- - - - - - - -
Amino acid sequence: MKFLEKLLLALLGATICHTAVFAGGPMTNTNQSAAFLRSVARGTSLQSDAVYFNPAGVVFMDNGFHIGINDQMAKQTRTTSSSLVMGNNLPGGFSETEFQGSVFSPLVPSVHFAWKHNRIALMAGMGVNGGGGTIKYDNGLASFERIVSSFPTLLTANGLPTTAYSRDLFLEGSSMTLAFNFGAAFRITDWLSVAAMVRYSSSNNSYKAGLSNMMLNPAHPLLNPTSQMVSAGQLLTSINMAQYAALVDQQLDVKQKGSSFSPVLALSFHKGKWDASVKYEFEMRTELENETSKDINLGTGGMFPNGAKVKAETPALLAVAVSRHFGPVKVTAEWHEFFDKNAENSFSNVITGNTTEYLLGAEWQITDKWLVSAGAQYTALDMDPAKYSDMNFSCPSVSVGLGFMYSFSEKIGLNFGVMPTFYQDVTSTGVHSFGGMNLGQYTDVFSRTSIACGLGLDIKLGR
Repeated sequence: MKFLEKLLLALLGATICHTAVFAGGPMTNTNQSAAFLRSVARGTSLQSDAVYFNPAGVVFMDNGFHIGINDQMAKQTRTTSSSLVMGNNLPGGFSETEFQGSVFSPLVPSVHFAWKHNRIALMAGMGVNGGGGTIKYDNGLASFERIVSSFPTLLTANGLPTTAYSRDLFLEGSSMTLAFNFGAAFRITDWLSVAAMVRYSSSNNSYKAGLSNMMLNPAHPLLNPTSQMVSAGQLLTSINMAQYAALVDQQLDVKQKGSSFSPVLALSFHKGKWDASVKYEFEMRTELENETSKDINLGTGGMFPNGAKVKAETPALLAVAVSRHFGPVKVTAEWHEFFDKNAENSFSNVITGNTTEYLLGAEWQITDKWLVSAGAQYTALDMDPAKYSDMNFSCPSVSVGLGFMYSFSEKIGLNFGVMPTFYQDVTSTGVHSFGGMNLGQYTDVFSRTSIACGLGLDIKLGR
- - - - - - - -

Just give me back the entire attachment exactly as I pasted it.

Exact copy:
Amino acid sequence: MKFLEKLLLALLGATICHTAVFAGGPMTNTNQSAAFLRSVARGTSLQSDAVYFNPAGVVFMDNGFHIGINDQMAKQTRTTSSSLVMGNNLPGGFSETEFQGSVFSPLVPSVHFAWKHNRIALMAGMGVNGGGGTIKYDNGLASFERIVSSFPTLLTANGLPTTAYSRDLFLEGSSMTLAFNFGAAFRITDWLSVAAMVRYSSSNNSYKAGLSNMMLNPAHPLLNPTSQMVSAGQLLTSINMAQYAALVDQQLDVKQKGSSFSPVLALSFHKGKWDASVKYEFEMRTELENETSKDINLGTGGMFPNGAKVKAETPALLAVAVSRHFGPVKVTAEWHEFFDKNAENSFSNVITGNTTEYLLGAEWQITDKWLVSAGAQYTALDMDPAKYSDMNFSCPSVSVGLGFMYSFSEKIGLNFGVMPTFYQDVTSTGVHSFGGMNLGQYTDVFSRTSIACGLGLDIKLGR
Repeated sequence: MKFLEKLLLALLGATICHTAVFAGGPMTNTNQSAAFLRSVARGTSLQSDAVYFNPAGVVFMDNGFHIGINDQMAKQTRTTSSSLVMGNNLPGGFSETEFQGSVFSPLVPSVHFAWKHNRIALMAGMGVNGGGGTIKYDNGLASFERIVSSFPTLLTANGLPTTAYSRDLFLEGSSMTLAFNFGAAFRITDWLSVAAMVRYSSSNNSYKAGLSNMMLNPAHPLLNPTSQMVSAGQLLTSINMAQYAALVDQQLDVKQKGSSFSPVLALSFHKGKWDASVKYEFEMRTELENETSKDINLGTGGMFPNGAKVKAETPALLAVAVSRHFGPVKVTAEWHEFFDKNAENSFSNVITGNTTEYLLGAEWQITDKWLVSAGAQYTALDMDPAKYSDMNFSCPSVSVGLGFMYSFSEKIGLNFGVMPTFYQDVTSTGVHSFGGMNLGQYTDVFSRTSIACGLGLDIKLGR